Home / Aviation News / Five months after acquisition, $8.5 million calibration aircraft continues to gather dust-Investigation
Calibration aircraft

Five months after acquisition, $8.5 million calibration aircraft continues to gather dust-Investigation

  •  As NAMA set to spend extra N152.5 million on Jan 16 calibration
INVESTIGATIONS have uncovered that the $8.5 million King Air 350i calibration airplane acquired by Federal Government is seeming gathering dust since it was acquired in August 2019 (over five months ago) as the country is set to spend another N152million this week to hire a third party for the calibration of navigational aids.

This move will amount to a waste of funds especially as those responsible for ensuring the aircraft and crew are certified have failed in their responsibility to do so, putting additional financial burden on the Nigerian Airspace Management Agency (NAMA) and the Federal Republic of Nigeria by extension.

https://nigerianflightdeck.com/2019/08/30/fg-takes-delivery-of-8-5m-calibration-aircraft-save-1-million-annually/

Calibration is a process that ensures the safety of air navigation principally by conducting regular flight inspection, calibration of test equipment/avionics systems, surveillance of airspace systems, and certification of navigation aids/ associated facility in accordance with the stipulated procedures as recommended in ICAO document 8071, annexes 10 (vol. I & II) and 14 as well as NCAA regulations.

Last week a British Airways London Heathrow – Lagos bound BA 075 flight diverted to Accra after the pilot claimed poor visibility at the Murtala Mohammed International Airport a situation that may have been avoided if the Instrument Landing System(ILS) at 18R was calibrated,

Calibration of Instrument Landing System (ILS) are done twice a year-February and November, every six months because of the level of accuracy required; while Very High Frequency (VHF) Omni-Directional Range (VOR) is calibrated once in a year, and the radar system is once every three years. If there is repair work on any of the navigational equipment, or total replacement, it has to be calibrated.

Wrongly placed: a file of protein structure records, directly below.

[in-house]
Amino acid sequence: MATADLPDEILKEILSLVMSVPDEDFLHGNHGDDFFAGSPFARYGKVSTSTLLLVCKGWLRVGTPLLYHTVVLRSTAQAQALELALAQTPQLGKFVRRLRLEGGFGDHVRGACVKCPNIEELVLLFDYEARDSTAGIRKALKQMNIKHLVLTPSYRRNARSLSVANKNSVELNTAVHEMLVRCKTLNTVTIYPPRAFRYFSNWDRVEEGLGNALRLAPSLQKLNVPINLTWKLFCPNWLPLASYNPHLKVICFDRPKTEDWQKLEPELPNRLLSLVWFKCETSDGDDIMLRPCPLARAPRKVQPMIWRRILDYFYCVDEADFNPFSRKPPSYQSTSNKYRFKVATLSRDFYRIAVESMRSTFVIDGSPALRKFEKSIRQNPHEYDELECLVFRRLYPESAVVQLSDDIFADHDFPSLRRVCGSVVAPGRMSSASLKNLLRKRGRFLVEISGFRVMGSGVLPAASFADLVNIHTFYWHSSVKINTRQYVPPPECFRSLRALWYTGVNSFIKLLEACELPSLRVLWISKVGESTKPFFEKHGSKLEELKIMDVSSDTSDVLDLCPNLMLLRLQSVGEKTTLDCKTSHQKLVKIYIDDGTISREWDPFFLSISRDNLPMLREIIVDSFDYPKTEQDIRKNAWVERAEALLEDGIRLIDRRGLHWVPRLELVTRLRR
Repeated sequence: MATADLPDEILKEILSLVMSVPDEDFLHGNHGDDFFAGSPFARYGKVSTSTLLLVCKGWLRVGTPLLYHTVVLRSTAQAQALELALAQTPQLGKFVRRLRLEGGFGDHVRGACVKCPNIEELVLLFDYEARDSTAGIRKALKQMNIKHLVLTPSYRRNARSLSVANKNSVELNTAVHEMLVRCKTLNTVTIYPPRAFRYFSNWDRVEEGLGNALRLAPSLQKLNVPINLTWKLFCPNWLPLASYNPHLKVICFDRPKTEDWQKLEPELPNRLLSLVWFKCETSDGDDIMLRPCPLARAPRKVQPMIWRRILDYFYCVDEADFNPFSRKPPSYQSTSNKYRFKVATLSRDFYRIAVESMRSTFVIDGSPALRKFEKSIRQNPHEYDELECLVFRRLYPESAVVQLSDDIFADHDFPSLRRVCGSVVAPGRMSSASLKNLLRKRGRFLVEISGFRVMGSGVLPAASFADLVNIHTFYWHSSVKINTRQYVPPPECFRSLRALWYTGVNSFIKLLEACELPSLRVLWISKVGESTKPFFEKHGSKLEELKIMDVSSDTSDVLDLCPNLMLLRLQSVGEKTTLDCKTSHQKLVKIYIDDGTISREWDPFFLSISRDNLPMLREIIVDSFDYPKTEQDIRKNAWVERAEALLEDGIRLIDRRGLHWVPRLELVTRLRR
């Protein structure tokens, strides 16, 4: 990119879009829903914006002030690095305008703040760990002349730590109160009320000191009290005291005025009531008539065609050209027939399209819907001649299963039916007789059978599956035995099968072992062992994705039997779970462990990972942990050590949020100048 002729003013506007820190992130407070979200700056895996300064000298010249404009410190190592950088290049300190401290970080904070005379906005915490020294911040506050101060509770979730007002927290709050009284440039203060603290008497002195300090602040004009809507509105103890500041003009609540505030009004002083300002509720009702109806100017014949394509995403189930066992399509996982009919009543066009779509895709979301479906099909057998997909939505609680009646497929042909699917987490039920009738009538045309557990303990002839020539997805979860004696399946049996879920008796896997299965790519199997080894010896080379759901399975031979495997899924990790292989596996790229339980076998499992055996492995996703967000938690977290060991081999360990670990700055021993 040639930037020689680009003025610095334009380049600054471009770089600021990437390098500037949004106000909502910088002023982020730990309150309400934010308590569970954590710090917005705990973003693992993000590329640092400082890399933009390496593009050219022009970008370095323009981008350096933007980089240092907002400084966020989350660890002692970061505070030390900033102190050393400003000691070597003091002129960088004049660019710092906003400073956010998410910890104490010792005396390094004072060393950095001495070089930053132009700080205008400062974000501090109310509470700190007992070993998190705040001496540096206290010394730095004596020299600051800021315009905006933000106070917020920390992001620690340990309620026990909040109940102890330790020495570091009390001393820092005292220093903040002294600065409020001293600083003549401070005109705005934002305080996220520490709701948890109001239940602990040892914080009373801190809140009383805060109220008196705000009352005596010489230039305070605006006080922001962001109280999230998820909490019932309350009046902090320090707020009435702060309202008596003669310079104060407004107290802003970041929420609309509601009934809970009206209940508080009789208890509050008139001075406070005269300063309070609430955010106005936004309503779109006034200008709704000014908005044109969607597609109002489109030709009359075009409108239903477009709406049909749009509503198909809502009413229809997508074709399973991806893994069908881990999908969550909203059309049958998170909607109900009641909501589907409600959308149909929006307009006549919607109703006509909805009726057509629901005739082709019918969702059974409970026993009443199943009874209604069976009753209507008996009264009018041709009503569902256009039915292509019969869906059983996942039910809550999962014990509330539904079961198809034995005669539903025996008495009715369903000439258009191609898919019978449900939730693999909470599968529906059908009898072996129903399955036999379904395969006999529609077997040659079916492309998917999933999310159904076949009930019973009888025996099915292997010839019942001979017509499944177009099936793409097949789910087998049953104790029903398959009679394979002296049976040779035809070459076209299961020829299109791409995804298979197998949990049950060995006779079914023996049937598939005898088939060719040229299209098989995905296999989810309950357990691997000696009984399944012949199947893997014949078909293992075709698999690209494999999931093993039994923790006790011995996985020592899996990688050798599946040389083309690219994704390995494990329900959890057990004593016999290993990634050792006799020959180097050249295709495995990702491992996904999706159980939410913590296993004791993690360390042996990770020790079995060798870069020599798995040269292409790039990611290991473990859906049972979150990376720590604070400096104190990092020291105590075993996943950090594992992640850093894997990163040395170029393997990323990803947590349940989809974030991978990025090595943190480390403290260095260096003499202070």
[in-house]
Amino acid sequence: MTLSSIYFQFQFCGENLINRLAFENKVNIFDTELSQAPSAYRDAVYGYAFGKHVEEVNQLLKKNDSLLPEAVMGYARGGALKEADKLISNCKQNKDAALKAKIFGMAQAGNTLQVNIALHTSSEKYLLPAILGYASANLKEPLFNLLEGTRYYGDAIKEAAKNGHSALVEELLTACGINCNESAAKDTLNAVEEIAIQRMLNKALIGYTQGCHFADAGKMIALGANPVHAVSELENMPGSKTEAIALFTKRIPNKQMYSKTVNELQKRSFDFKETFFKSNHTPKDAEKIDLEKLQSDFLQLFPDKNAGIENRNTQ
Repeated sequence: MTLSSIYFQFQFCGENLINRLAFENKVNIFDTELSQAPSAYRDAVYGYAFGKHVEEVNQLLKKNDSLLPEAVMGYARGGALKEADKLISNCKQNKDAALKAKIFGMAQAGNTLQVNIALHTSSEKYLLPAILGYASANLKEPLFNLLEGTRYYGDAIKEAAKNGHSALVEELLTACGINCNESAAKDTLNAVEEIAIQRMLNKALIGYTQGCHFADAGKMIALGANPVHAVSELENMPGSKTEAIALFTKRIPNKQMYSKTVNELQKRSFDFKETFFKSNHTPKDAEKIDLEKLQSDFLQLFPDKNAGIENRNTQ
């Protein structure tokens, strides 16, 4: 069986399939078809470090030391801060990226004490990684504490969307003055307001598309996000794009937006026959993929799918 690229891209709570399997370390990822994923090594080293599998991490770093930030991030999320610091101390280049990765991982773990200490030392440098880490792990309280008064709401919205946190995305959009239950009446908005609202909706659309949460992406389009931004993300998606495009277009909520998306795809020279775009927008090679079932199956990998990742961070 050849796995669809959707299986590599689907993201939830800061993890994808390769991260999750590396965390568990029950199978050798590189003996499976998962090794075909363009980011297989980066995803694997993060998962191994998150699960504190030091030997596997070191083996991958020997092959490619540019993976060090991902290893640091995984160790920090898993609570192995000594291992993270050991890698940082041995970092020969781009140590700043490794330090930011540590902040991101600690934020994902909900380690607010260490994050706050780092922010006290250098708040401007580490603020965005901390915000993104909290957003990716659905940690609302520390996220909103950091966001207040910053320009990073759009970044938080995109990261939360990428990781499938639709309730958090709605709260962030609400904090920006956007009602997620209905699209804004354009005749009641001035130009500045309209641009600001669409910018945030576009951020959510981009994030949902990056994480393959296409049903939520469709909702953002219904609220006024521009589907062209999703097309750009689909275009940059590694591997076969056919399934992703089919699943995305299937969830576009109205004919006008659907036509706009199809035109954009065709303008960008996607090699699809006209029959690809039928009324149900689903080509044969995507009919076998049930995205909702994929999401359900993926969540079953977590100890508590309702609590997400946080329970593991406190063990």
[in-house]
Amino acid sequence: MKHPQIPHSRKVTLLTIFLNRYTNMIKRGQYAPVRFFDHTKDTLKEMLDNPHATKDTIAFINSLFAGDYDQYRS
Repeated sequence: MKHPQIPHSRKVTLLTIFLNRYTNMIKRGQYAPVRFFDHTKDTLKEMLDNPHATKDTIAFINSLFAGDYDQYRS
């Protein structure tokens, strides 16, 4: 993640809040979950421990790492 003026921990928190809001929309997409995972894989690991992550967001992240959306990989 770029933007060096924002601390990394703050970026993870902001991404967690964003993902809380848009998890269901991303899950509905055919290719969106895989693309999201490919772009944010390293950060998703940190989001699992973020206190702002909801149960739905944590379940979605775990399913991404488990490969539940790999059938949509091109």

Recall that in a bid to ensure timely calibration of Navigational facilities, stem the over $500, 000 bi-annual capital flight as well as generate some revenue in foreign exchange, Federal Government through the Ministry of Aviation, on August 29, 2019 took delivery of $8.5 million King Air 350i calibration airplane.

Nigerianflightdeck learnt that the Ministry department charged with the responsibility of ensuring the certification of the calibration equipment has not lived up to getting the aircraft certified as the equipment still sits where it is five months down the line.

Meanwhile, the ownership of the aircraft is yet to be clarified as the Ministry, Nigeria Airspace Management Agency (NAMA) and the Nigeria Civil Aviation Authority (NCAA) are at sixes and sevens on who has control of the aircraft.

NAMA is said to own the calibration aircraft as it is part of its NAFIS department, the NCAA has its name inscribed on the aircraft despite being the one to certify the aircraft and crew that will pilot the equipment while the document for the aircraft is indicating that the Ministry paid for the King Air 350i.

This is a conundrum that needs also to be clarified as Nigerianflightdeck gathered that  the Ministry of Aviation retained the aircraft despite not having the personnel to maintain the equipment, while pilots for the aircraft, Capt. Jim Hassan and Capt. Barau Muhammed, already  type-rated on the aircraft, and have flown it in the United States are instructors at the Nigerian College of Aviation Technology (NCAT), Zaria.

A source who spoke to Nigerianflightdeck said the situation was a sad one explaining that the new ILS Cat 3 installed in Lagos ought to have been calibrated and the agency in charge expected that the aircraft be cleared and used for such calibration but due to the bottlenecks, 5 months after acquisition the calibration aircraft is yet to function.

“To be frank, maybe by the time the aircraft is released for use it will need to go for checks, NAMA probably depended on that aircraft for calibration, now if we buy that aircraft and yet we are paying extra to have equipment calibrated, it’s like double taxation. Someone needs to take responsibility for this revenue loss or things like this will continue and no one held accountable.”

As at the time of posting this report, efforts to get a responses from the Ministry has yielded nothing in form of a collaboration or denial.

About NigerianFlightDeck

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Nigerianflightdeck is an online news and magazine platform reporting business stories with a bias for aviation and travel. It is borne out of the intention to inform, educate as well as alter perceptions with balanced reportage.

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